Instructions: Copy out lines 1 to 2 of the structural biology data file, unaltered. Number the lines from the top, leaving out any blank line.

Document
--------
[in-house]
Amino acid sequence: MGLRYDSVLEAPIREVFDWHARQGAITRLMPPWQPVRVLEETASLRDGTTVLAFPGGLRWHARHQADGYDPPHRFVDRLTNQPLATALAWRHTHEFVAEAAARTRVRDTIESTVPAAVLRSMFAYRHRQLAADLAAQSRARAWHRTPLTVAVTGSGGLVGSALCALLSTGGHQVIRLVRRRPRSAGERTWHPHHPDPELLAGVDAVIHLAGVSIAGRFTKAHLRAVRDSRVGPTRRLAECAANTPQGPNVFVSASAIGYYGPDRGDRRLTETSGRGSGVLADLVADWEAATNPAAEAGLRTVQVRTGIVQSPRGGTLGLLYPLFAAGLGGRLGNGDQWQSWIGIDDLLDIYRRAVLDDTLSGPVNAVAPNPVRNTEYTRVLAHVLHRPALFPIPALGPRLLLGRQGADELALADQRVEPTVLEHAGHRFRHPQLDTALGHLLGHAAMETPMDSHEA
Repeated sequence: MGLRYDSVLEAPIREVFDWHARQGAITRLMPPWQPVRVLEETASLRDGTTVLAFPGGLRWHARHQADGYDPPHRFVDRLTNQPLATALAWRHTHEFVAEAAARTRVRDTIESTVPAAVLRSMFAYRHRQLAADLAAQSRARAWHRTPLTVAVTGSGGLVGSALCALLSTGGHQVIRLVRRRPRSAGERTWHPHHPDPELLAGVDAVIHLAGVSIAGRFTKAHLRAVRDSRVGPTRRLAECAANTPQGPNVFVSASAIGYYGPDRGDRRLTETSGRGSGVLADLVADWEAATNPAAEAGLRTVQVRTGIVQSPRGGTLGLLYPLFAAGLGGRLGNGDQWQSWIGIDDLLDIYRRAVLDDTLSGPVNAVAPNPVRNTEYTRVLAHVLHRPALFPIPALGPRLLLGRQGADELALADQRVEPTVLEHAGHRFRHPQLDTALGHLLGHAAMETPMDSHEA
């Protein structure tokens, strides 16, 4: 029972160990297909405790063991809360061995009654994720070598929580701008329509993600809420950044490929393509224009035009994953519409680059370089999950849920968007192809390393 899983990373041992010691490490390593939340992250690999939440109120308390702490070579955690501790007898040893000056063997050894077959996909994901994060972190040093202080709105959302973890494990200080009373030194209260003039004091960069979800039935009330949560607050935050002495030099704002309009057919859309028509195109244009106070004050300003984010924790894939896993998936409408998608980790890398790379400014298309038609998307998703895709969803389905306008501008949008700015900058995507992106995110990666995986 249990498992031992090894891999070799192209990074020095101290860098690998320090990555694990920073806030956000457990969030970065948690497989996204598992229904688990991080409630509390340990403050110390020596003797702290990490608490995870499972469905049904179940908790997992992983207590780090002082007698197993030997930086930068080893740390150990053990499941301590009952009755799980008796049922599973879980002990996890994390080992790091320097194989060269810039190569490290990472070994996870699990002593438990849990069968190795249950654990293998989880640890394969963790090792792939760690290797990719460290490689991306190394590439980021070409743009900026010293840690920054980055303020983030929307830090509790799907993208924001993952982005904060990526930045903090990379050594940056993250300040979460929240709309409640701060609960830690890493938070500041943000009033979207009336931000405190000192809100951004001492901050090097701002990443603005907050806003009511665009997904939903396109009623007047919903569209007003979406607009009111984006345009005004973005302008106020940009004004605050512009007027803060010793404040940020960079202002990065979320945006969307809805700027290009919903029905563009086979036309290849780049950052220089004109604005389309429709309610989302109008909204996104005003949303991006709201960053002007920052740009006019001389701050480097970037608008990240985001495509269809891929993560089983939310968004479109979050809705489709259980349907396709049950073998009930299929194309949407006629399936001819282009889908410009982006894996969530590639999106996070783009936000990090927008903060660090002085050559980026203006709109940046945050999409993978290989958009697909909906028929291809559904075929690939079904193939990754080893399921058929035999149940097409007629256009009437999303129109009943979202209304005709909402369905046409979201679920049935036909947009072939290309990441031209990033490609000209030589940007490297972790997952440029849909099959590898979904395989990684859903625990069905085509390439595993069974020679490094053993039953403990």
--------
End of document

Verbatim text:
[in-house]
Amino acid sequence: MGLRYDSVLEAPIREVFDWHARQGAITRLMPPWQPVRVLEETASLRDGTTVLAFPGGLRWHARHQADGYDPPHRFVDRLTNQPLATALAWRHTHEFVAEAAARTRVRDTIESTVPAAVLRSMFAYRHRQLAADLAAQSRARAWHRTPLTVAVTGSGGLVGSALCALLSTGGHQVIRLVRRRPRSAGERTWHPHHPDPELLAGVDAVIHLAGVSIAGRFTKAHLRAVRDSRVGPTRRLAECAANTPQGPNVFVSASAIGYYGPDRGDRRLTETSGRGSGVLADLVADWEAATNPAAEAGLRTVQVRTGIVQSPRGGTLGLLYPLFAAGLGGRLGNGDQWQSWIGIDDLLDIYRRAVLDDTLSGPVNAVAPNPVRNTEYTRVLAHVLHRPALFPIPALGPRLLLGRQGADELALADQRVEPTVLEHAGHRFRHPQLDTALGHLLGHAAMETPMDSHEA